We just posted a page https://www.guntrustlawyer.com/form5.html on completing an ATF Form 5 (5320.5). Remember a Form 5 is used for a tax-free transfer to a lawful heir. If you own NFA firearms individually, you can give your lawful heir the choice of taking the item individually, in trust, or as permitted by the ATF under the NFA and creating properly drafted documents can help make this process unnecessary or easier than using the default methods found in most wills and estate planning documents that are not drafted to consider firearms.

Additionally you can avoid this entire process with a multi generational asset protection gun trust. We have Gun Trusts that can be setup to last form generation to generation without future transfers or the tax stamp fees.

We also have pages on How to complete an ATF Form 1 (5320.1)

While close to 400 applications have been received by the ATF 95 of them have been posted on the regulations.gov website, where you can file a public comment. If you would like to file a comment, you can review other comments and post your own online at http://www.regulations.gov/#!docketDetail;D=ATF-2013-0001

It is important to proofread your comments before posting so that your message is clear and makes sense. A few of the comments actually appear to argue the opposite because of missing words or the way they are phrased.

Most comments seem to be centered around the following topics:

Comments from our clients and others who will be affected by the proposed changes to the ATF will be important. Remember there is little to be gained by rushing to file comments or filing comments that do not raise an issue supported by facts.

Take some time to understand the proposed rule and understand how this may affect you and your family. You should discuss your views with your federal and state legislators and urge them to submit comments on how this will apply to FFL dealers, manufactures and citizens that they represent.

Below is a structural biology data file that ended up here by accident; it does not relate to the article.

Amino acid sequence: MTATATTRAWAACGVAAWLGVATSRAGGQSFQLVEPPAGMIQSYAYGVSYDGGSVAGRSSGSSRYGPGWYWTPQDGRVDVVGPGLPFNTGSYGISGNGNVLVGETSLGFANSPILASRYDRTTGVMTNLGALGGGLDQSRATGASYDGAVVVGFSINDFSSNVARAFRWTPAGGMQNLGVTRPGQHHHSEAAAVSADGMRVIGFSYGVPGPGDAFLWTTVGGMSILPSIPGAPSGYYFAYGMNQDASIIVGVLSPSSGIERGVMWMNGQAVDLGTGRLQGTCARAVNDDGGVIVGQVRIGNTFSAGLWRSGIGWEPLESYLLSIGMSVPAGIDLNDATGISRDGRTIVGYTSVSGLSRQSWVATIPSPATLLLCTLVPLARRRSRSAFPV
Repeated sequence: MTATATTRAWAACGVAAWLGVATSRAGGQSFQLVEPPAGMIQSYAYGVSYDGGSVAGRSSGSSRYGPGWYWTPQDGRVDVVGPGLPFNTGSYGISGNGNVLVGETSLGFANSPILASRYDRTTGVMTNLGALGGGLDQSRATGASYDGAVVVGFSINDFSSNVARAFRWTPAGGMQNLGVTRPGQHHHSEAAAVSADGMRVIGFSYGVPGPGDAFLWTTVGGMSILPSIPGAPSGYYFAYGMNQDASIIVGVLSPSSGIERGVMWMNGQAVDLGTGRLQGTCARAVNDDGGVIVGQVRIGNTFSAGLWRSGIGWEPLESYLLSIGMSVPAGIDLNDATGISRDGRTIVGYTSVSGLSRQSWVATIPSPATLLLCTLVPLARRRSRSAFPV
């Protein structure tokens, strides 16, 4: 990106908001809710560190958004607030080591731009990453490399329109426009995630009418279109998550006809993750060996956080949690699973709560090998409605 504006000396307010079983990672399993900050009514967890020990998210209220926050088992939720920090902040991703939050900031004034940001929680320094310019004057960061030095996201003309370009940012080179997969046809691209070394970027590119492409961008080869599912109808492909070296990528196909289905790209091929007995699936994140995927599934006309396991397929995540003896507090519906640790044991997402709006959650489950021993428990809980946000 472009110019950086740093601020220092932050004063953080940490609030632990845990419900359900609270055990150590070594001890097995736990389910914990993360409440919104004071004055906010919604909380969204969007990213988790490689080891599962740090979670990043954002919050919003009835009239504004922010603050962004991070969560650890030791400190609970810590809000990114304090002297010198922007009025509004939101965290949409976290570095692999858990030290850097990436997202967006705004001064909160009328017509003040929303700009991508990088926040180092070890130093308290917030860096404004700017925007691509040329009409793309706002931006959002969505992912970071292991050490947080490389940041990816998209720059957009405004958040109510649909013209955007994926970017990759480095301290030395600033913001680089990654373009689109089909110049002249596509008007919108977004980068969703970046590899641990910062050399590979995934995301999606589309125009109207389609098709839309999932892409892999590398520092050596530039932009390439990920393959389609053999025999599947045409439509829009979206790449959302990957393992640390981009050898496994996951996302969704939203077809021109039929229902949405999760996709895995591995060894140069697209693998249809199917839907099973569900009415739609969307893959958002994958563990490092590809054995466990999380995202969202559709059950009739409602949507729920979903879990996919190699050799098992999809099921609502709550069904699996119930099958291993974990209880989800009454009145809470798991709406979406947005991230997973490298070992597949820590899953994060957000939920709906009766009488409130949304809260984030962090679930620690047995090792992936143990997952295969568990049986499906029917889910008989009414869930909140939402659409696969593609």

Your local dealers should submit comments on how this will impact their business.

IMI SBR Right Side.jpg

If you have been thinking of buying an SBR, now is the time to do it before the ATF changes the CLEO requirements. On Monday September 9th ATF will be publishing proposed changes to the CLEO requirements for Gun Trusts and changes are expected after the expiration of the 90 day comment period.

I have personally purchased one of these guns and am awaiting approval from the ATF.

This special is good while supplies last. Currently there are 1500 units in stock and ready to ship.

This is an incredible deal on a SBR for our Clients. This gun uses IMI Parts ( Israel Military Industries). The IMI parts are M16 Nickel Baron bolt carrier group, Flip up gas block sight with quick deployment points on both sides, 7 1/4 polymer quad rail with QD attachment on the bottom front, MilSpec trigger parts group, Buffer Tube with 6 position stops, buffer, and buffer spring. This SBR is manufactured by GPI in Jacksonville using the GPI 7075 Precision ambi marked lower receiver. Bullet pictograms with save, semi, and auto, black type 3 anodize matching precision 7075 A3 flat top upper, also type 3 anodized.

Standard Features also include:

  • GPI QD stock place – picture below
  • Billet winter trigger guard
  • 11.5 inch 1/9 twist, 4150 CMV match barrel with 1/2 x 28 standard threads.
  • A2 Flash hider

Riffle comes complete with 1 IMI 30 round Battle Magazine, This bundle include engraving of your Trust Name meeting ATF requirements, the $999 Price include a Base Gun Trust, and Form 4 for those who pick up from GPI in Jacksonville or Form 3 to your local dealer included.

$899 for Package for our existing gun trust clients or
$999 including a Base Gun Trust which can be upgraded to our Advanced or Professional Trust.

Up to 10 additional IMI battle Magazines can be purchased for $12 each with each firearm.

LE price on this gun without ATF paperwork, engraving, or Gun Trust is $1375 Retail price with everything is $1795
Place your order by sending and email to sales@gpigun.com or calling (904) 425-2791.